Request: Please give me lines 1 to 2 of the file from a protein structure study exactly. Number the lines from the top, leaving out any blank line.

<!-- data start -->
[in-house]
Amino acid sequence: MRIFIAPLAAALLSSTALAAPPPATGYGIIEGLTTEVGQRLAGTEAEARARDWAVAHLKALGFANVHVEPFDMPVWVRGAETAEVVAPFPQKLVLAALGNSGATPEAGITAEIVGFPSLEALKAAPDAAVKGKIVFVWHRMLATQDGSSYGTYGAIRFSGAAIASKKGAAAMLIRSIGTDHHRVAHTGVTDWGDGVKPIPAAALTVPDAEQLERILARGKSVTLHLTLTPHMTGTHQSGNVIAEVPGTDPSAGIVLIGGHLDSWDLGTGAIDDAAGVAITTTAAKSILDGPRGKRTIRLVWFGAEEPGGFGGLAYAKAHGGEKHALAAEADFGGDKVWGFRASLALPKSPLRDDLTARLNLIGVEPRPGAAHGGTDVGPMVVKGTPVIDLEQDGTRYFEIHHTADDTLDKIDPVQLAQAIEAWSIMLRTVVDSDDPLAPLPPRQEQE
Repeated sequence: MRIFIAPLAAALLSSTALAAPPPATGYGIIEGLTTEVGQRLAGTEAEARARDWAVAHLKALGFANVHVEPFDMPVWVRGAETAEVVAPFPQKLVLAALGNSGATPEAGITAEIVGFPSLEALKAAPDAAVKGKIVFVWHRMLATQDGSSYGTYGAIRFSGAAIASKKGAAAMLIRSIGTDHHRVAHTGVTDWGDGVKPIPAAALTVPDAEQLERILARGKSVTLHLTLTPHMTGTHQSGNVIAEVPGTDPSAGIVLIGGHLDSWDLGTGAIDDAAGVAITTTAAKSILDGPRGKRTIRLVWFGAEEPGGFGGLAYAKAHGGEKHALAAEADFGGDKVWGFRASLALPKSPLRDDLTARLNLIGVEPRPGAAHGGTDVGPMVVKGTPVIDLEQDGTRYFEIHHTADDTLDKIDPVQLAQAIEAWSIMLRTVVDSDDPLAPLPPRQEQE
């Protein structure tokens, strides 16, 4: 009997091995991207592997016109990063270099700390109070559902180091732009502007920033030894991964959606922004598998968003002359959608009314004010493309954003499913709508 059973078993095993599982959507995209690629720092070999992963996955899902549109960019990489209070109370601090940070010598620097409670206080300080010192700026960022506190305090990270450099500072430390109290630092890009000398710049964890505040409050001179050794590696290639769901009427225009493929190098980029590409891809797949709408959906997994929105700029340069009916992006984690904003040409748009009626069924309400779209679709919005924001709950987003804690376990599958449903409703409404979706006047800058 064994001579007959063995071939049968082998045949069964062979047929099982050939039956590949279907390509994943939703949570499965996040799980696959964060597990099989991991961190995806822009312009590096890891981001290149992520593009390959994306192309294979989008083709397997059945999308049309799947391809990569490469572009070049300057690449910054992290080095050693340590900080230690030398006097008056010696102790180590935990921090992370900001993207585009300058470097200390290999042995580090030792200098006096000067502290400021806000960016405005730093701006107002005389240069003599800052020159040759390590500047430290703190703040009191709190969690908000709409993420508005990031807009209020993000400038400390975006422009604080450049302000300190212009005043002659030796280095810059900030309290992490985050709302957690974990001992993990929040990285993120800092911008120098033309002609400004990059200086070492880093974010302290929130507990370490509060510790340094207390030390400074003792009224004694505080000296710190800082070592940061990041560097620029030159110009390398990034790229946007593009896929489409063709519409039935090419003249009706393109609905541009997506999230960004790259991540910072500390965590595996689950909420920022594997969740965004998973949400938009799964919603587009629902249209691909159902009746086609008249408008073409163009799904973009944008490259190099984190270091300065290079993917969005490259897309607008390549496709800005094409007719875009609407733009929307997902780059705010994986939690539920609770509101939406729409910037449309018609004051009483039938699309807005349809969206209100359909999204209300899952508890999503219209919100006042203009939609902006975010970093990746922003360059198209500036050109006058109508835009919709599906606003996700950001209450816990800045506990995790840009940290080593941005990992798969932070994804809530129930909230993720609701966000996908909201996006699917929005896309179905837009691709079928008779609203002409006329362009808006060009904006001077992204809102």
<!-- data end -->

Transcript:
[in-house]
Amino acid sequence: MRIFIAPLAAALLSSTALAAPPPATGYGIIEGLTTEVGQRLAGTEAEARARDWAVAHLKALGFANVHVEPFDMPVWVRGAETAEVVAPFPQKLVLAALGNSGATPEAGITAEIVGFPSLEALKAAPDAAVKGKIVFVWHRMLATQDGSSYGTYGAIRFSGAAIASKKGAAAMLIRSIGTDHHRVAHTGVTDWGDGVKPIPAAALTVPDAEQLERILARGKSVTLHLTLTPHMTGTHQSGNVIAEVPGTDPSAGIVLIGGHLDSWDLGTGAIDDAAGVAITTTAAKSILDGPRGKRTIRLVWFGAEEPGGFGGLAYAKAHGGEKHALAAEADFGGDKVWGFRASLALPKSPLRDDLTARLNLIGVEPRPGAAHGGTDVGPMVVKGTPVIDLEQDGTRYFEIHHTADDTLDKIDPVQLAQAIEAWSIMLRTVVDSDDPLAPLPPRQEQE